Dave Harries: A big subject which often comes up in networking meetings, businesses talking together, is social media and the extent to which one has to take that seriously. I’ve been aware of two quite sharply divided opinions on that. Some people say, ‘oh, well, social media is not for me. I don’t find my customers that way. I find them by more traditional methods’.
Then there’s other people who say, ‘Oh, social media is where it’s at. I’m on Instagram, I’m on Twitter, I’m on Facebook, I’m on LinkedIn, you know, that I do all my stuff through that’.
What’s the reality, would you say as a digital marketing expert, should we be doing a lot of social media?
Grant Leboff: The cute answer would be to say, well, they’re both right, which is that not all businesses need to use all the same channels. So there may be businesses where social media is a much better way of communicating and acquiring clients and leads than for other businesses. So that will be the cute answer and there’s a lot of truth in that. One size doesn’t fit all, not every channel is right for every business.
That’s why different businesses need to have different marketing mix. Having said that, I would say that social media, I think is becoming too big for any business to ignore, in as much as that buying journeys and migrating online and there is no doubt that people look for testimonials, for proof, in social media and those kinds of platforms.
Therefore I think that people should have a presence on those platforms. To what extent they’re going to invest in those platforms and do advertising and other things depends on the business. And the other thing I would say is that, what is always interesting for me is normally the businesses that say I don’t get my business through social media, when you go and look at their social media platforms, they’re not doing it very well. Then I say, well, of course you’re not getting business through social media, look at the state of your social media. So I think for some, it’s a self fulfilling prophecy as well.
I think they’re too big to ignore and I think that people should have a presence and take that seriously, especially as culturally, it’s not that your demographic gets younger, it might be the same age, but their birth date was later then, therefore, they’re more in tune with just using digital as their major means of communication. I think businesses, just as a future proofing mechanism, need to start taking it seriously.
Dave Harries: I’ve been aware of two objections that come up with social media for those that are perhaps less inclined to use it. One is time – because they say, oh, I haven’t got time for that – far too busy running my business. I haven’t got time to muck about with Twitter or whatever. And then the other one is content. What do I put on, what do I say? Are there reasonably simple answers to those two questions?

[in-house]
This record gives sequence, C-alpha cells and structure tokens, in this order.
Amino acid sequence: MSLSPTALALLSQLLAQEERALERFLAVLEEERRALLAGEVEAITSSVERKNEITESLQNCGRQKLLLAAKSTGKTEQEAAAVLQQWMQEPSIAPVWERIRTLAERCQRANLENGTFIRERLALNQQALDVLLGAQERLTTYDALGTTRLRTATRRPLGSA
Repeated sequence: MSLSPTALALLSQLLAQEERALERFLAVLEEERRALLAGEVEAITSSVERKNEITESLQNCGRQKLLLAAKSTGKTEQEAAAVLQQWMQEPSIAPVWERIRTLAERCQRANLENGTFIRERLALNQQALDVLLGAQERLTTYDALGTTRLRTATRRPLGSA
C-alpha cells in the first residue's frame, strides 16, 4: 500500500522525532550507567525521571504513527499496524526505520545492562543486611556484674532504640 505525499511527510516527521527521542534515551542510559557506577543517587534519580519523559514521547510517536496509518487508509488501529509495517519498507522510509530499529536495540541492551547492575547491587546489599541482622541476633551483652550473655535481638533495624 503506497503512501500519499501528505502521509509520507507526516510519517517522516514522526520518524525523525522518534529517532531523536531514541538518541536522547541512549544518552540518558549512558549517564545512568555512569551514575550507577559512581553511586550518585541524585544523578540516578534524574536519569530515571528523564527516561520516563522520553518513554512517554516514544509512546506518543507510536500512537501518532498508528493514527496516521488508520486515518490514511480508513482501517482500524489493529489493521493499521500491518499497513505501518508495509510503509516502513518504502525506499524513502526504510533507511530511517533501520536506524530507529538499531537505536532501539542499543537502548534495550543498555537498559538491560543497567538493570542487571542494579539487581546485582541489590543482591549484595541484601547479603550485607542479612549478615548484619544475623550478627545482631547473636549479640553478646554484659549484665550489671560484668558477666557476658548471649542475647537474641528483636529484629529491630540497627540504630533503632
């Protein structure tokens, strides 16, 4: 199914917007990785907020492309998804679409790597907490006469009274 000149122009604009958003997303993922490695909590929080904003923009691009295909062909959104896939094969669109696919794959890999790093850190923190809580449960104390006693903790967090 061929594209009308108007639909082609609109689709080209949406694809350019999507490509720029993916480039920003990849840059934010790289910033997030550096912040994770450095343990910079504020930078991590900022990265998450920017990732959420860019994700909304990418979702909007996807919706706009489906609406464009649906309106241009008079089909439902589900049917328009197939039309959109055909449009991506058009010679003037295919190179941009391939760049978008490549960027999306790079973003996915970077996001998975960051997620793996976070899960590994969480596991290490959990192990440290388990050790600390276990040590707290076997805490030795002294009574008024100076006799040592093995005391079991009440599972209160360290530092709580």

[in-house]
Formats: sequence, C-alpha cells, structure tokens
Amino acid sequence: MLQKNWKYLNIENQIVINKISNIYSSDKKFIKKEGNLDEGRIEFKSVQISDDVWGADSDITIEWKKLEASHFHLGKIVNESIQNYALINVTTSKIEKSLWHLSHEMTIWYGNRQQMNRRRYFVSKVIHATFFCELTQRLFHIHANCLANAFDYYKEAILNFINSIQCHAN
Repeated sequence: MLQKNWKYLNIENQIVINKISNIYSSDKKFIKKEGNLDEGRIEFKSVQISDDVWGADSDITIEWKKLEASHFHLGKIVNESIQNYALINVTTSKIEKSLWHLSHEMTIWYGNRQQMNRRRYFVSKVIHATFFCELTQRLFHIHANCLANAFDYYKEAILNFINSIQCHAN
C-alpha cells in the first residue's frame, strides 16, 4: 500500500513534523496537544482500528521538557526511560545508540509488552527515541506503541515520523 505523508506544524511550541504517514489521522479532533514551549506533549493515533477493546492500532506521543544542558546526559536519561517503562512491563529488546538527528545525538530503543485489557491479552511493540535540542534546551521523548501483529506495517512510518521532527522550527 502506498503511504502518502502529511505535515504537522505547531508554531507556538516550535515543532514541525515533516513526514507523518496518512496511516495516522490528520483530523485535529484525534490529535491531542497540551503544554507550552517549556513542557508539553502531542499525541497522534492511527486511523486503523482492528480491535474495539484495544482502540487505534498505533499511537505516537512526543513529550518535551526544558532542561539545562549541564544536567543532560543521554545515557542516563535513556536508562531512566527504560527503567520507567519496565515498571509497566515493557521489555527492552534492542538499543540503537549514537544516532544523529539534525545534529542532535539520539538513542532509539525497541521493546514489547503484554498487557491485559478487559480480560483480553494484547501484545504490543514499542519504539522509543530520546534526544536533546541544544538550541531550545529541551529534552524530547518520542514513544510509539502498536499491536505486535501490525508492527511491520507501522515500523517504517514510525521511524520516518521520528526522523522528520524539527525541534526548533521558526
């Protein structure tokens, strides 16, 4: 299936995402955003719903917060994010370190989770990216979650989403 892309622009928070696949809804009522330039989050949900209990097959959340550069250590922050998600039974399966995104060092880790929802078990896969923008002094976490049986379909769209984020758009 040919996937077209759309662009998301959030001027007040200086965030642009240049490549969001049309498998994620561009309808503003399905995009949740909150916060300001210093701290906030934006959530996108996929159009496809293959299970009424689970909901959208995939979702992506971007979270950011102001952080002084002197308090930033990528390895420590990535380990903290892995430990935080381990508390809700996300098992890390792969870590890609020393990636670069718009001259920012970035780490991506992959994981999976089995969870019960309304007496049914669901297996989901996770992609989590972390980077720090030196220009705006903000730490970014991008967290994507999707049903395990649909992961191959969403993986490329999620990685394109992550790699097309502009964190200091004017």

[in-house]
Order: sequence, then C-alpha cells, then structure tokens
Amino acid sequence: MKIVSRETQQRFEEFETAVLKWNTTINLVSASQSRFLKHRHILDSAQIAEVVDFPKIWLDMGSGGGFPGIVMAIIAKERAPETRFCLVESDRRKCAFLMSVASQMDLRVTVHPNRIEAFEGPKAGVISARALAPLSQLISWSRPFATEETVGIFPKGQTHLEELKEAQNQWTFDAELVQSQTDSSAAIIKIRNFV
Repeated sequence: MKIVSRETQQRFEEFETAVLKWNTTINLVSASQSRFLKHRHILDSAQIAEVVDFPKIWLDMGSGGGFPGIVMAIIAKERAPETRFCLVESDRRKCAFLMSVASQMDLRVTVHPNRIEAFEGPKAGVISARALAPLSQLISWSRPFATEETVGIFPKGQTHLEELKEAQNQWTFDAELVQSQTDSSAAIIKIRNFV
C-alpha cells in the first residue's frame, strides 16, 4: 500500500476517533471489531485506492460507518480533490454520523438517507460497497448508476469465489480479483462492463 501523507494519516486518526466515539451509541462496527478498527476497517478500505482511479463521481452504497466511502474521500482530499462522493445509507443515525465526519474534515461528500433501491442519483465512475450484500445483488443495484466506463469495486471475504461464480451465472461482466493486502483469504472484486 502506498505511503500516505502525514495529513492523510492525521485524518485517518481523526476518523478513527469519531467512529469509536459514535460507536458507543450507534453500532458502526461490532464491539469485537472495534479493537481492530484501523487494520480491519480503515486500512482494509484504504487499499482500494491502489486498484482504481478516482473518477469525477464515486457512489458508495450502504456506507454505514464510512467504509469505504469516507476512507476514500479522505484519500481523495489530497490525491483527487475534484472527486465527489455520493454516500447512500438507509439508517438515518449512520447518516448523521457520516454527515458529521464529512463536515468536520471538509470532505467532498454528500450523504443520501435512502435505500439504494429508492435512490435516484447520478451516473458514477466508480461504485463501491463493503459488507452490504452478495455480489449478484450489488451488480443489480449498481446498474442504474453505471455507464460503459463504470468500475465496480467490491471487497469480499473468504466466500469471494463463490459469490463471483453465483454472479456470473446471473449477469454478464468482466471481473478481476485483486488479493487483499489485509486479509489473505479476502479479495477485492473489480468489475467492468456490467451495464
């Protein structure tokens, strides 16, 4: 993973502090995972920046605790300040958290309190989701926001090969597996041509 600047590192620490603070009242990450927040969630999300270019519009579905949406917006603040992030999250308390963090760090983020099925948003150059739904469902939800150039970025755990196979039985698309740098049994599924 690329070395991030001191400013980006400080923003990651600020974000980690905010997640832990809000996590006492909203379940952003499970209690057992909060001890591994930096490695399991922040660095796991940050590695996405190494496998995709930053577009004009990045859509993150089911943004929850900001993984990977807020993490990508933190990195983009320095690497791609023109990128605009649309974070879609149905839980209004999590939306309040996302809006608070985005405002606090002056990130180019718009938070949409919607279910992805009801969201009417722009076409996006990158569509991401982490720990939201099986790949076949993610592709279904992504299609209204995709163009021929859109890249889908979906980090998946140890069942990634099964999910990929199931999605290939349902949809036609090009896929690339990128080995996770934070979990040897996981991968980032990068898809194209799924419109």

Grant Leboff: I think there are great points. I don’t have an inordinate amount of time on my hands and anything takes time. You can be efficient, but it takes time, and then what am I going to put on there? What I would say is this, from a content point of view, I think one of the big changes in the world today is every business has become a media business. If you think about it today, in the ‘old days’ of business, let’s say before the world of digital, what people used to do is they used to rent – they used to pay for media channels. So I would advertise in a magazine and pay the magazine to be on page five of that magazine, or I paid to be on radio or I paid to come through your letterbox, by direct mail.
Today I own, perennially, immediate channels. I have a website, I have a YouTube channel, I have a Facebook page, and once you have those platforms, you have media space that needs filling. So I think content is not an option. Even if you opt out of social media and say, I only have a website, well really, your website’s not going work if it’s just stagnant with nothing new on it.
So I think that every business has to accept now that an operational cost of doing business is producing content.
Which then brings us to time and say, well, if I map a content plan out properly and I do it well, there are efficient tools and mechanisms for automating some of that posting, for monitoring those responses using engines that alert me to something so I can go on there. So they’re all ways of doing it in a much more efficient way.
Having said that, yes there is a cost of time, but I think people have to accept that as an operational costs of doing business.
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Thanks Ferienhaus for your comment. I am glad that you enjoyed the video. Of course, social media is a huge topic. There are quite a lot more insights in other videos on the site.
For example, social platforms means that everybody today has their own media channel. The fact that the customer is the channel is addressed here – https://www.stickymarketing.com/blog/the-customer-is-the-channel/
In a world where organisations and businesses own media channels building an audience is important. I talk about this here – https://www.stickymarketing.com/blog/building-an-audience/
Social interaction on these platforms leads to people talking about the need to ‘engage’ prospects and customers. I address engagement here – https://www.stickymarketing.com/blog/engagement-explained/
If you are really interested you might want to look at one of the books that I wrote called – Digital Selling. There is more information here – https://www.stickymarketing.com/books/digital-selling/
I hope that this is useful.